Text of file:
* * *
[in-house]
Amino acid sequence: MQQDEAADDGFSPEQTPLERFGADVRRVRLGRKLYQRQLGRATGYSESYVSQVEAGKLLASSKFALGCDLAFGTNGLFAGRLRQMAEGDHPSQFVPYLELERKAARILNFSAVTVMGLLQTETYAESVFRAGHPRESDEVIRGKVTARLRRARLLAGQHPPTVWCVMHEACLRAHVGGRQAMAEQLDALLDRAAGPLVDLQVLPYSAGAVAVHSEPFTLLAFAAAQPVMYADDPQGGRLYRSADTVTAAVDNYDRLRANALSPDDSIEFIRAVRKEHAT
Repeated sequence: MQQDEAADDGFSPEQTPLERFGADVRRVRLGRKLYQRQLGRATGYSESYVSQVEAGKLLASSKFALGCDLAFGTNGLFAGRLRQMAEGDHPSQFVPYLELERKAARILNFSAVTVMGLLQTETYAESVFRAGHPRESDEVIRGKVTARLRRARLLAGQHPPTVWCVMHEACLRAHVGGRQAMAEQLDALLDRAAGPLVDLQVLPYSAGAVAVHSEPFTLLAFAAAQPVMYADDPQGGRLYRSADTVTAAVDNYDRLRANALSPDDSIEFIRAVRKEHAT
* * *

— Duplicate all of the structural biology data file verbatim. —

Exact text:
[in-house]
Amino acid sequence: MQQDEAADDGFSPEQTPLERFGADVRRVRLGRKLYQRQLGRATGYSESYVSQVEAGKLLASSKFALGCDLAFGTNGLFAGRLRQMAEGDHPSQFVPYLELERKAARILNFSAVTVMGLLQTETYAESVFRAGHPRESDEVIRGKVTARLRRARLLAGQHPPTVWCVMHEACLRAHVGGRQAMAEQLDALLDRAAGPLVDLQVLPYSAGAVAVHSEPFTLLAFAAAQPVMYADDPQGGRLYRSADTVTAAVDNYDRLRANALSPDDSIEFIRAVRKEHAT
Repeated sequence: MQQDEAADDGFSPEQTPLERFGADVRRVRLGRKLYQRQLGRATGYSESYVSQVEAGKLLASSKFALGCDLAFGTNGLFAGRLRQMAEGDHPSQFVPYLELERKAARILNFSAVTVMGLLQTETYAESVFRAGHPRESDEVIRGKVTARLRRARLLAGQHPPTVWCVMHEACLRAHVGGRQAMAEQLDALLDRAAGPLVDLQVLPYSAGAVAVHSEPFTLLAFAAAQPVMYADDPQGGRLYRSADTVTAAVDNYDRLRANALSPDDSIEFIRAVRKEHAT